Raymond Antrobus’s poem ‘Sound Machine’ is the winner of The Poetry Society’s Geoffrey Dearmer Prize for the best poem in The Poetry Review during 2017. The Prize, which is awarded annually to a poem by a poet who hadn’t, at the time their work appeared, published a full collection, was judged this year by poet Ocean Vuong.
Of the judging process and selecting the winning poem Ocean said:
“The Poetry Review’s Geoffrey Dearmer Prize 2017 is the first poetry prize I’ve judged in the UK, and I found the wealth of writing in this batch of poems so abundant, so wildly rich in styles and forms, that it was difficult to select the one winning poem without also acknowledging the many successful poems published this past year in The Poetry Review. Among these poems, however, it was Raymond Antrobus’s ‘Sound Machine’ that kept snagging me back to its emotionally textured and sonically charged wordscape. The poem gyrates through interrogations of grief and ancestry twinned with a brooded meditation on masculinity and selfhood, the gifts and burdens we inherit, despite ourselves, from our fathers.”
The Geoffrey Dearmer Prize was established in 1998 in memory of The Poetry Society’s oldest member. Past winners of the prize include Paul Farley, Kim Moore, Kayo Chingonyi and Mir Mahfuz Ali.
Duncan Chambers wins the Hamish Canham Prize, awarded by The Poetry Society’s newspaper Poetry News, with his poem ‘Chess at Baden-Baden, 1925’. The poem, one of twenty-four Poetry Society Members’ poems published in Poetry News between Summer 2017 and Spring 2018, was selected by judges Carole Satyamurti (chair) and a Poetry Society team of Ben Rogers, Julia Bird, Paul McGrane, and Mike Sims.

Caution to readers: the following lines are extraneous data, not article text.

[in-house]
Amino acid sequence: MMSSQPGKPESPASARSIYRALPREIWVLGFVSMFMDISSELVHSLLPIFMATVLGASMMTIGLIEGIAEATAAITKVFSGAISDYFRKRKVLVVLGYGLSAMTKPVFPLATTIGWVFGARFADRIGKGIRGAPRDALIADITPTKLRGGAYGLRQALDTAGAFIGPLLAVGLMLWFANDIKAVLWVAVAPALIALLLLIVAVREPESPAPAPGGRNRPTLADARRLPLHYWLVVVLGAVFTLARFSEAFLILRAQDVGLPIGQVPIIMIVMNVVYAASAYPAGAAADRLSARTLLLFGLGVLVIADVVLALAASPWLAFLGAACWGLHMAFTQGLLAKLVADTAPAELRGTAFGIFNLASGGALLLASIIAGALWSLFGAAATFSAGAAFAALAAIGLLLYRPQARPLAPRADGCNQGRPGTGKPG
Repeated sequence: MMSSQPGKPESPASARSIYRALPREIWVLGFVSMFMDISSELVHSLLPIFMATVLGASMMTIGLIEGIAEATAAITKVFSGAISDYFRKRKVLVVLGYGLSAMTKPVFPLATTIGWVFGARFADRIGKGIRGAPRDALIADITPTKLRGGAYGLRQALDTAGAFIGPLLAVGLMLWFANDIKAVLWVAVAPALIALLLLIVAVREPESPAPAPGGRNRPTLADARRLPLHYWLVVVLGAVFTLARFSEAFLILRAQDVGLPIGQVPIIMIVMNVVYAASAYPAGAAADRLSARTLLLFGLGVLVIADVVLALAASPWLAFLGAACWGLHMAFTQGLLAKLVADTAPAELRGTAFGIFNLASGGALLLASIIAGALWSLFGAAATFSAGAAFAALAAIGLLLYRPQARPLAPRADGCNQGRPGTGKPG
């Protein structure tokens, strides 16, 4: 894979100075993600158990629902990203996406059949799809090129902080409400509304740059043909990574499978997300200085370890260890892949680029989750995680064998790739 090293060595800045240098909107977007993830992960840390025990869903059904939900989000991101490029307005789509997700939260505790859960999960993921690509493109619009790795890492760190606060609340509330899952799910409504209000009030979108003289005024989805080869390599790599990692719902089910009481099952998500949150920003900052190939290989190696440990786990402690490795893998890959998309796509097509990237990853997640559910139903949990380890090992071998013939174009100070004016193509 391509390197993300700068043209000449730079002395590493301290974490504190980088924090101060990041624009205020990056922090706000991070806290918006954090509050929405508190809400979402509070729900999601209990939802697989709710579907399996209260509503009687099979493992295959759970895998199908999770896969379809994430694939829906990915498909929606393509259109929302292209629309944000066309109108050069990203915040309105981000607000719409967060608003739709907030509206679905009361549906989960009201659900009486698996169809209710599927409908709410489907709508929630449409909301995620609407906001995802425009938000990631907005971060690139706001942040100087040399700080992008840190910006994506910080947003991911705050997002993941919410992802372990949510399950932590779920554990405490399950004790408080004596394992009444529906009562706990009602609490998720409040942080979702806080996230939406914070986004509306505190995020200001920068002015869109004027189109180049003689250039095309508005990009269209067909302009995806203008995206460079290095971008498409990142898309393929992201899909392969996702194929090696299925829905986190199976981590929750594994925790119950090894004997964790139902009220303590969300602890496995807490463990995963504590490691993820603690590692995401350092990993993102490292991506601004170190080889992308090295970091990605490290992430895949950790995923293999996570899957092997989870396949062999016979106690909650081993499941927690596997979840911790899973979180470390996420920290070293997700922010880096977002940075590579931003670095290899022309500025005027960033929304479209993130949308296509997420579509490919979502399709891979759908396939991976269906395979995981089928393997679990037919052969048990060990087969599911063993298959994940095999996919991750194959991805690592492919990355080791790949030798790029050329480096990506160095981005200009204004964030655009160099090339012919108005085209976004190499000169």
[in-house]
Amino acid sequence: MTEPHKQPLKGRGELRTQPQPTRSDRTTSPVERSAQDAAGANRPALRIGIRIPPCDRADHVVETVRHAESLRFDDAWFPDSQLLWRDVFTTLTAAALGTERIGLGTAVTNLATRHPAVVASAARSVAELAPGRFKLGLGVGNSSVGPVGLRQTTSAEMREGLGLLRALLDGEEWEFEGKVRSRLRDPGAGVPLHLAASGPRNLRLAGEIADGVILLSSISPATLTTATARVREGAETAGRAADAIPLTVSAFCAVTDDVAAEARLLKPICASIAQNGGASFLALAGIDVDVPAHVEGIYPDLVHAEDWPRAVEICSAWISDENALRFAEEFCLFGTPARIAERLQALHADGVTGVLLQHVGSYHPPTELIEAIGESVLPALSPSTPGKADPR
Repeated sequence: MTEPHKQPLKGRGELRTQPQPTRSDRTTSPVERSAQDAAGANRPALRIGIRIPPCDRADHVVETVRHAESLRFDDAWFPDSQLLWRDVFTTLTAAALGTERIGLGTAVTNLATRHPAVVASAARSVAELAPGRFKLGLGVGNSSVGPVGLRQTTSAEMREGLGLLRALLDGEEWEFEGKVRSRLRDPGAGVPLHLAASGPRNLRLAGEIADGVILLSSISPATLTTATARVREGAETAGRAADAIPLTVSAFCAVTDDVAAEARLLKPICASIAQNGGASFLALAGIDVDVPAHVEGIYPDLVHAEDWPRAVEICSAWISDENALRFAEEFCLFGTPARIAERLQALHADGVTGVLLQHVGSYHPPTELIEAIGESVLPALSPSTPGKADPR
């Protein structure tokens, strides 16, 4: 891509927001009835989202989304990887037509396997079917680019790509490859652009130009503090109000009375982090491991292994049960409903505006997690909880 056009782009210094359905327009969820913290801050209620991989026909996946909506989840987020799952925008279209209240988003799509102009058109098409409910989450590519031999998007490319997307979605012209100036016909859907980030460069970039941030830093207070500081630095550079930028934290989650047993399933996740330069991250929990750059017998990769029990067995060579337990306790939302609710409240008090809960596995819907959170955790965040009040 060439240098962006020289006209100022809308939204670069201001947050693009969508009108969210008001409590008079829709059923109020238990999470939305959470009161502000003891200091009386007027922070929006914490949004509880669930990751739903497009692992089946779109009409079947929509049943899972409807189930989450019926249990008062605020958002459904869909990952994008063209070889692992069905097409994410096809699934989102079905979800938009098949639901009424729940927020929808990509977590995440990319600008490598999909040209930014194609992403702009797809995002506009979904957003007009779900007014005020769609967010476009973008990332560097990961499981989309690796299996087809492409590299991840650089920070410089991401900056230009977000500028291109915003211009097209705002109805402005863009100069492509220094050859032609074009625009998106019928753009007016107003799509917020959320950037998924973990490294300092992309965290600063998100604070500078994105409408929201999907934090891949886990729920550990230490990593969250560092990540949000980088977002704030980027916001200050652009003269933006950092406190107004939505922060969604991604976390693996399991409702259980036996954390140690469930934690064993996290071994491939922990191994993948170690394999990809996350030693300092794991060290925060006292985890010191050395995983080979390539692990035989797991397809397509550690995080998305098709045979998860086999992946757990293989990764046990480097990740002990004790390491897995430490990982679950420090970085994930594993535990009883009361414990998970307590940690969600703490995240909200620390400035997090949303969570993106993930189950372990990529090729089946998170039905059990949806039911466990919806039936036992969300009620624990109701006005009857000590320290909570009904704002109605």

Judges were unanimous in their choice of Duncan’s poem, which was inspired by Tim Turnbull’s ‘Elegant’ suggestion and published in the Winter 2017 Poetry News. Tim wrote at the time of the poem’s delightful economies, and the contrast between the shabby lives of the participants and the hinted-at grandeur of the tournament resort.
Speaking about the winning poem, Julia Bird said:
“The poem is an elliptical account of the first international chess tournament in Germany since 1924. Global and personal politics shift outside the tournament venue while spectators sit in ‘velvet armchairs’ smoking ‘small packs of Camels’. Subtle patterning connects the winners (their ‘hired, borrowed’ or ‘heirloom’ suits) with the losers, who walk off into the rain, back to a life of ‘blocked drains, candles’ and ‘sardines’. The suspicion develops that the grandmasters, waiters and players who populate the poem are actually themselves the kings, knights and pawns of the game.”